Remember last week when the NCAA announced a new rule requiring agents to have a bachelor’s degree to represent student-athletes? The “Rich Paul Rule” was quickly and soundly booed, and after Paul himself took the NCAA to the woodshed in an op-ed for The Athletic this morning, the NCAA has thrown in the towel.
The organization just announced it has amended the rule so that student-athletes can be represented by agents who “have a bachelor’s degree and/or are currently certified and in good standing with the NBA Players Association.” Agents must also have been certified by the NBPA for a minimum of three consecutive years, maintain professional liability insurance, complete the NCAA qualification exam, and pay the required fees.
The NCAA claims “specific individuals were not considered” when they developed the new rule but the writing is on the wall. This morning, Paul — who represents LeBron James, Anthony Davis, John Wall, and Ben Simmons and does not have a bachelor’s degree — outlined why the requirement was so bad, arguing that it targets those who don’t have the means to go to college.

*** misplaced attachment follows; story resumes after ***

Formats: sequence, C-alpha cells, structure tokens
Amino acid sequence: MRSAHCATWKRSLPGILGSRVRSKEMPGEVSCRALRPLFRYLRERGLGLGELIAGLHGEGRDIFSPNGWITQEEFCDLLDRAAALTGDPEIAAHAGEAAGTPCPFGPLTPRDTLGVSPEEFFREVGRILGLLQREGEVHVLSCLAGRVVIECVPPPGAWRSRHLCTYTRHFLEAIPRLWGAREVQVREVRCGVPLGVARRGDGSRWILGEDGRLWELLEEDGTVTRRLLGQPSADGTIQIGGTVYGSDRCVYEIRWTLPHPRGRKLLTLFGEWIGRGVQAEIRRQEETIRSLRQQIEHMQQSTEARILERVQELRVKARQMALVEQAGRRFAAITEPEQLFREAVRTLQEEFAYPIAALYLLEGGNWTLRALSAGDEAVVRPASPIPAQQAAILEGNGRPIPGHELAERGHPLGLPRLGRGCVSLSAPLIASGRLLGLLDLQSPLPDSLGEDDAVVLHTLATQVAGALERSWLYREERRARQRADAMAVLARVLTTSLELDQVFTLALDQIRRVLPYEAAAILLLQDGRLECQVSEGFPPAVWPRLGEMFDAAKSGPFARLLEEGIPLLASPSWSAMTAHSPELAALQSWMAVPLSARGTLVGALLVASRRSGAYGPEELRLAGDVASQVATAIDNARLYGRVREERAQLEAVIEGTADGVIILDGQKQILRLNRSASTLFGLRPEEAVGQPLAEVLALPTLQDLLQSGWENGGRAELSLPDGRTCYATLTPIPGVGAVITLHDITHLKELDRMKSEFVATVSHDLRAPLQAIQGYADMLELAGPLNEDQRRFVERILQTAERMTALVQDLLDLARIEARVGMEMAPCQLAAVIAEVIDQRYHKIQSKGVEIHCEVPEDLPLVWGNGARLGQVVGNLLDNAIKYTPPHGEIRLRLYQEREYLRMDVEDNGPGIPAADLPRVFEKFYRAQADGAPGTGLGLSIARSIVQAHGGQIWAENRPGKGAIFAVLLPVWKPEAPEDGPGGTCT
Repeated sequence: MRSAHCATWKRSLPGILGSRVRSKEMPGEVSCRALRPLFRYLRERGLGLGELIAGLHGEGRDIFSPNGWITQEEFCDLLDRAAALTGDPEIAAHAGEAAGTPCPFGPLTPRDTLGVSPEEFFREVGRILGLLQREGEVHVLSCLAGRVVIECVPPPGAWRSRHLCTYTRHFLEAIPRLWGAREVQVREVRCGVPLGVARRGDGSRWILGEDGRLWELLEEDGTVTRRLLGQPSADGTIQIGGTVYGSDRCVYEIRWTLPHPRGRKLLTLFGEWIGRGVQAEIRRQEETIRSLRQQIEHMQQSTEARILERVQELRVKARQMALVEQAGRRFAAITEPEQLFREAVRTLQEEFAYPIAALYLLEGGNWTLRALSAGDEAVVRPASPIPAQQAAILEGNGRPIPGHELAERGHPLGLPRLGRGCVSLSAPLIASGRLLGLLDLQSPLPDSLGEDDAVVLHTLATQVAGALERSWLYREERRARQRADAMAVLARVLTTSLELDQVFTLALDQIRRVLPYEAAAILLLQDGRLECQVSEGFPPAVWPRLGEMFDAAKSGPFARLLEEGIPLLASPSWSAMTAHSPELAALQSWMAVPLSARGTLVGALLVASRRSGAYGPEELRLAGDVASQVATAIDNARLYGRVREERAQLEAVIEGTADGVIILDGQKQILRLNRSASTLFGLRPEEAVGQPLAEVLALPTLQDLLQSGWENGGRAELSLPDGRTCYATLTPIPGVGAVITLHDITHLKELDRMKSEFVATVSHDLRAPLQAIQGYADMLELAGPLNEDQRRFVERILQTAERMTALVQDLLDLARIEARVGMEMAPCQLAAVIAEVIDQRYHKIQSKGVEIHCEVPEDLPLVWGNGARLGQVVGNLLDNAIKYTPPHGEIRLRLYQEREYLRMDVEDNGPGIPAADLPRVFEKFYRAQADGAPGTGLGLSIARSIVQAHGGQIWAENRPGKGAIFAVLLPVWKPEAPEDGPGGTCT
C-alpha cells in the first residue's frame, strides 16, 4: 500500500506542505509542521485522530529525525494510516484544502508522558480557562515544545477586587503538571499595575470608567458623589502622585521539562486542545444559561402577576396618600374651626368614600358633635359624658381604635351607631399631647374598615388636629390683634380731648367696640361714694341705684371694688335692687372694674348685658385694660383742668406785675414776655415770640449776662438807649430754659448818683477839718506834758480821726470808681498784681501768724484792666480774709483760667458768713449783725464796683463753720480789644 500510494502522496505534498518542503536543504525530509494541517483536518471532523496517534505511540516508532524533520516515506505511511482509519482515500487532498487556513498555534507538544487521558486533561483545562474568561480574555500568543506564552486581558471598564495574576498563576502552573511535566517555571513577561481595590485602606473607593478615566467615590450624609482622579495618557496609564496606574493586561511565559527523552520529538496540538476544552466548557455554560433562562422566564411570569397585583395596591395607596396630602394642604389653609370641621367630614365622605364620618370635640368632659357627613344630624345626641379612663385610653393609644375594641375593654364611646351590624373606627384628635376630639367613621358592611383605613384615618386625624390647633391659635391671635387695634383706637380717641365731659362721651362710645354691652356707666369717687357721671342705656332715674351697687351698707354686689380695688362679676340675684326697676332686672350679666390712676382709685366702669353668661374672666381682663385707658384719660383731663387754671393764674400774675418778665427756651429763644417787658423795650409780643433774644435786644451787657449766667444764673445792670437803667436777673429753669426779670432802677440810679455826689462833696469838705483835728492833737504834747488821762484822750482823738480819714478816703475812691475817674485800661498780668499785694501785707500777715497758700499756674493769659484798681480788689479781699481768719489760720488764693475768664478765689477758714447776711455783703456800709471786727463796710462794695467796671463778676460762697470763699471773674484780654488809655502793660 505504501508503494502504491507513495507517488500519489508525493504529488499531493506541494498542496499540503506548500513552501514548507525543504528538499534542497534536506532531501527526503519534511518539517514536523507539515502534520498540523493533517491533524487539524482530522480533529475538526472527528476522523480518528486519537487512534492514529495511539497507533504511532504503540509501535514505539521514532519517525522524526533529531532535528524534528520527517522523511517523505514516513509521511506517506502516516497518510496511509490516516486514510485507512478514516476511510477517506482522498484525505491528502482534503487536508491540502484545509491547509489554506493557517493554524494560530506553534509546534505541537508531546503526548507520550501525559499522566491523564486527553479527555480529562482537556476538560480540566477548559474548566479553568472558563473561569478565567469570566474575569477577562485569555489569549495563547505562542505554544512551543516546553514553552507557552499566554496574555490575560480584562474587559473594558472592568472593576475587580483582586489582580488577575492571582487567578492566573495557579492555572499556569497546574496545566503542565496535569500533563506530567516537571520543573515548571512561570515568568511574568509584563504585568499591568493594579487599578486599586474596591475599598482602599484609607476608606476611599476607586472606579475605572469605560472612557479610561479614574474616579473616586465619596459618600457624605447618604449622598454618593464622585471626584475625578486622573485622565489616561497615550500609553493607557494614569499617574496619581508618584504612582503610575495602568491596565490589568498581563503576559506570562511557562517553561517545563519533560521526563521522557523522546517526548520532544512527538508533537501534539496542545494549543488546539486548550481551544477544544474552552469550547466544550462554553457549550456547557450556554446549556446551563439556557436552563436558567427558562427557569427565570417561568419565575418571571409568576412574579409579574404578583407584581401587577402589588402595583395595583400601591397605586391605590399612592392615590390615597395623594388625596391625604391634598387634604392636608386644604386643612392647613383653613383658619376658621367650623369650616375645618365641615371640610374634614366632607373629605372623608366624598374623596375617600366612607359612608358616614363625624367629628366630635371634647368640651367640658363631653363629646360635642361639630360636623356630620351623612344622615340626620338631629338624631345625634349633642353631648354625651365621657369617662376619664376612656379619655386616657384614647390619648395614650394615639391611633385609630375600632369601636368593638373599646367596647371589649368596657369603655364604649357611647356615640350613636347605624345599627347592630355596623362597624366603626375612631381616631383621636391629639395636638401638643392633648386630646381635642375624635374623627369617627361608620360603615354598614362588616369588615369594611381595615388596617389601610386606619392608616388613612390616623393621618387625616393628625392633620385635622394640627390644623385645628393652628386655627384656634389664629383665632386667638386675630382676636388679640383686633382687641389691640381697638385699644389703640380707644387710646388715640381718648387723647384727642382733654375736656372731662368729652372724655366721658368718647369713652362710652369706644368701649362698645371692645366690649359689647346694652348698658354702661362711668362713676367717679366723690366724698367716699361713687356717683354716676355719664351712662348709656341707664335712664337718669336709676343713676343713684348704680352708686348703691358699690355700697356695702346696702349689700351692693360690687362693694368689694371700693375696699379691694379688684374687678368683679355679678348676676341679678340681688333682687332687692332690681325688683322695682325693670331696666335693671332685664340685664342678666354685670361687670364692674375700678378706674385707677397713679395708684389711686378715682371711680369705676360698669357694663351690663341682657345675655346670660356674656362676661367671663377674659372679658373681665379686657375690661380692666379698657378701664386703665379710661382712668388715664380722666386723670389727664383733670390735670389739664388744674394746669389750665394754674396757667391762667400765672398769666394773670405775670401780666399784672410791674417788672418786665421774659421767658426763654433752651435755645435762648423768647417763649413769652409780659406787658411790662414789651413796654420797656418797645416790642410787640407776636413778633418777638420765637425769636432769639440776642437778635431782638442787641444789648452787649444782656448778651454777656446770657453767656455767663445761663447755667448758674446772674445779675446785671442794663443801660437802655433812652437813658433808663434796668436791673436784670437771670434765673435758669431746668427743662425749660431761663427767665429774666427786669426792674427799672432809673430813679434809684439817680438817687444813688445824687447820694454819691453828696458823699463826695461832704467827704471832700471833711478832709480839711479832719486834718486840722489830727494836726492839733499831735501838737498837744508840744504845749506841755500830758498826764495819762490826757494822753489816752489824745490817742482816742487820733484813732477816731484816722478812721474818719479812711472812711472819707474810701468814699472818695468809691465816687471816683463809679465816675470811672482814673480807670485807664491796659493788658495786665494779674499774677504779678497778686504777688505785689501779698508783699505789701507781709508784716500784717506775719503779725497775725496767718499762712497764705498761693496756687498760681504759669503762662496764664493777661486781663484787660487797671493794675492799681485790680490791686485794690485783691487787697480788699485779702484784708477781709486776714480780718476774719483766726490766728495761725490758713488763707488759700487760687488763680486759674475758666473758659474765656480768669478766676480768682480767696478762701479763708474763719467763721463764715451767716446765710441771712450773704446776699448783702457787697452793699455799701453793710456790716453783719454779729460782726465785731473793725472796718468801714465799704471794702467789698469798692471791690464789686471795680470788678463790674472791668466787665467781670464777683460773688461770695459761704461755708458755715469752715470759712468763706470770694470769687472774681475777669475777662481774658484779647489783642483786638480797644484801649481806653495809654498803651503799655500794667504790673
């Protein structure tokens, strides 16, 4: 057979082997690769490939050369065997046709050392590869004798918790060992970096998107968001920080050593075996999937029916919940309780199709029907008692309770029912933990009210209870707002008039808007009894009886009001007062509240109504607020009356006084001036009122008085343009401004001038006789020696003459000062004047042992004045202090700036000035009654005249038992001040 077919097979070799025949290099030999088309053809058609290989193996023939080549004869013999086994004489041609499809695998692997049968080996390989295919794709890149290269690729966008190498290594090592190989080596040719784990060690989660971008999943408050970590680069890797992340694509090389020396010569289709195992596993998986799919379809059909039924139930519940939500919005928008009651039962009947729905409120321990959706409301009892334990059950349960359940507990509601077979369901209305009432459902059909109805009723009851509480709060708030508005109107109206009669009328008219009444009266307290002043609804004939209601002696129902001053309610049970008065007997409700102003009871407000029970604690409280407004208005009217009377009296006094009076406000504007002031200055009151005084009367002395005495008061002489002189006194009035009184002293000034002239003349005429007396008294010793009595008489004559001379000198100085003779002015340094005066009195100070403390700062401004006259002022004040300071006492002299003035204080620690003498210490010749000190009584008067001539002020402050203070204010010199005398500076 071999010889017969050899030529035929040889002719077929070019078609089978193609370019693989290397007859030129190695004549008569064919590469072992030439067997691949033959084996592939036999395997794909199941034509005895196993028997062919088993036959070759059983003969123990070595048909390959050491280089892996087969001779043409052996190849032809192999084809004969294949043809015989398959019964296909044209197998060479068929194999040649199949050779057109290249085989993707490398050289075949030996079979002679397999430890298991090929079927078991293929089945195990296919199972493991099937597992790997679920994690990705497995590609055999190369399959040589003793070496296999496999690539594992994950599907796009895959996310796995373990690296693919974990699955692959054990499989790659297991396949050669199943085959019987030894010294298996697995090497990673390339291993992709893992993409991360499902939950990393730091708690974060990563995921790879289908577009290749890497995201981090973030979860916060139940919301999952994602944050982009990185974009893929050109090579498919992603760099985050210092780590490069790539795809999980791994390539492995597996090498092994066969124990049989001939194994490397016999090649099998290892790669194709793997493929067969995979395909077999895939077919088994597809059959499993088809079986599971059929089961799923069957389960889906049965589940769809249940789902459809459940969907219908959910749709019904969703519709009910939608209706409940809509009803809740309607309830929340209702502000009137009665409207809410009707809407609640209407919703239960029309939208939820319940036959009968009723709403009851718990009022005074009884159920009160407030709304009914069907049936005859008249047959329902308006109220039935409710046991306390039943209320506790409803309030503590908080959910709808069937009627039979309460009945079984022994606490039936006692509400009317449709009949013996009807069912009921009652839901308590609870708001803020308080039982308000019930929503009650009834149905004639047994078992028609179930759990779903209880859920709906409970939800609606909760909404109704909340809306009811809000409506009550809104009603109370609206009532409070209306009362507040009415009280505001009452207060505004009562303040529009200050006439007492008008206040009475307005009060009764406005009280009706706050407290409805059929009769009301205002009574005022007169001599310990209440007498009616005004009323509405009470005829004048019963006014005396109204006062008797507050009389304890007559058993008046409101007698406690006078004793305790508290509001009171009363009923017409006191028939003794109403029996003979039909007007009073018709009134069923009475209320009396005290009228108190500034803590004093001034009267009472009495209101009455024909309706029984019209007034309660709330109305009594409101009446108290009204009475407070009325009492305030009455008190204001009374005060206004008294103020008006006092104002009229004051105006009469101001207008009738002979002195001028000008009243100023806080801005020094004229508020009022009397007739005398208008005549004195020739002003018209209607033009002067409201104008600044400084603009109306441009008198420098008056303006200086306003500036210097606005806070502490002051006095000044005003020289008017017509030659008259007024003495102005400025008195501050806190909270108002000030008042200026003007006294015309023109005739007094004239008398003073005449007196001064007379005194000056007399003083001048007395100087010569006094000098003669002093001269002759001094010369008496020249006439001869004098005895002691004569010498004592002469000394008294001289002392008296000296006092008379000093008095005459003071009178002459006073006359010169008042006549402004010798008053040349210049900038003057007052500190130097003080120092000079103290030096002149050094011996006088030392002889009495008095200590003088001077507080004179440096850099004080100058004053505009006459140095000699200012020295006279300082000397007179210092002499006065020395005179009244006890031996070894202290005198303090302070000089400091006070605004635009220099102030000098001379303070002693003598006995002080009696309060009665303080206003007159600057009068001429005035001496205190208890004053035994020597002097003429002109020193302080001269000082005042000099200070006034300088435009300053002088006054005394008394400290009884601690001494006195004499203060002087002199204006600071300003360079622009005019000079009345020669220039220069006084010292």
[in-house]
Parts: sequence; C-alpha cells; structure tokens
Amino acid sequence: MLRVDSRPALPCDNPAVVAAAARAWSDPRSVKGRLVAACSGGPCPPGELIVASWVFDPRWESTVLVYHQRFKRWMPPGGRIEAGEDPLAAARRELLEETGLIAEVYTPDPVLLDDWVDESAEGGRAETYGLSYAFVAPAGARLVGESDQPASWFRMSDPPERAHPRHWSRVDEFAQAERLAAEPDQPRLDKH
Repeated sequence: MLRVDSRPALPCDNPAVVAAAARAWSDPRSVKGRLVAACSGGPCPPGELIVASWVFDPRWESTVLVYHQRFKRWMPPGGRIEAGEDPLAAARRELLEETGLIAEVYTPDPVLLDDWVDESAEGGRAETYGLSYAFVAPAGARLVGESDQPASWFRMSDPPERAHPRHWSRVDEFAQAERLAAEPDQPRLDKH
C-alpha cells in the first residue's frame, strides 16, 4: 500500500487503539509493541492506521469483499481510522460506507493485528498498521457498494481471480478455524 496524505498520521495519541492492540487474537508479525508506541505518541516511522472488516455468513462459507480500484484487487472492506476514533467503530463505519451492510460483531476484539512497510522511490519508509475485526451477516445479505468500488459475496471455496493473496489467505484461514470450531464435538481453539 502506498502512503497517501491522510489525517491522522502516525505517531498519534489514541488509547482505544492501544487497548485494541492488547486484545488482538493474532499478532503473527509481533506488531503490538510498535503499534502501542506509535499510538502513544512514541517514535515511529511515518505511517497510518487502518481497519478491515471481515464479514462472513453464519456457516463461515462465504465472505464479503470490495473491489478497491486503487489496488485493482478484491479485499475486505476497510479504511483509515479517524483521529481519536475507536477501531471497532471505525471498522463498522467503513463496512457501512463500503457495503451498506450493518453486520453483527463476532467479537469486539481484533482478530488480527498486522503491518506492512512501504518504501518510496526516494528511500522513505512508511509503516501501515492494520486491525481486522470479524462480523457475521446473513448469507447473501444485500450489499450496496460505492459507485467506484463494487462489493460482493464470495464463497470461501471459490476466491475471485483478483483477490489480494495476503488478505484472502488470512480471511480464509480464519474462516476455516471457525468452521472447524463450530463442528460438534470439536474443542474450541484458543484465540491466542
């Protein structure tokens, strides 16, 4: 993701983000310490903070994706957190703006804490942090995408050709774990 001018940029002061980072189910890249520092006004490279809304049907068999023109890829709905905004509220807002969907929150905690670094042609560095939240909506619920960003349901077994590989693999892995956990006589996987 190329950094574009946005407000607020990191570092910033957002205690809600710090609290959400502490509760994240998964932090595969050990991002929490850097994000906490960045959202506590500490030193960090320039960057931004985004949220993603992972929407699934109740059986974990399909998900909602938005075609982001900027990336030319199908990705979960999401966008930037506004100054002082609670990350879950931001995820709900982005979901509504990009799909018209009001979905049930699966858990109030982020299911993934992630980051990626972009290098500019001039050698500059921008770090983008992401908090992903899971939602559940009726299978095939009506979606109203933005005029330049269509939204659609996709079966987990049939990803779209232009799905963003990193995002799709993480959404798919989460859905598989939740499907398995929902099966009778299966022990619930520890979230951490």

The harmful consequences of this decision will ricochet onto others who are trying to break in. NCAA executives are once again preventing young people from less prestigious backgrounds, and often people of color, from working in the system they continue to control. In this case, the people being locked out are kids who aspire to be an agent and work in the NBA and do not have the resources, opportunity or desire to get a four-year degree.
Shoutout to the NCAA for getting it right for once…even if they got some egg on their face.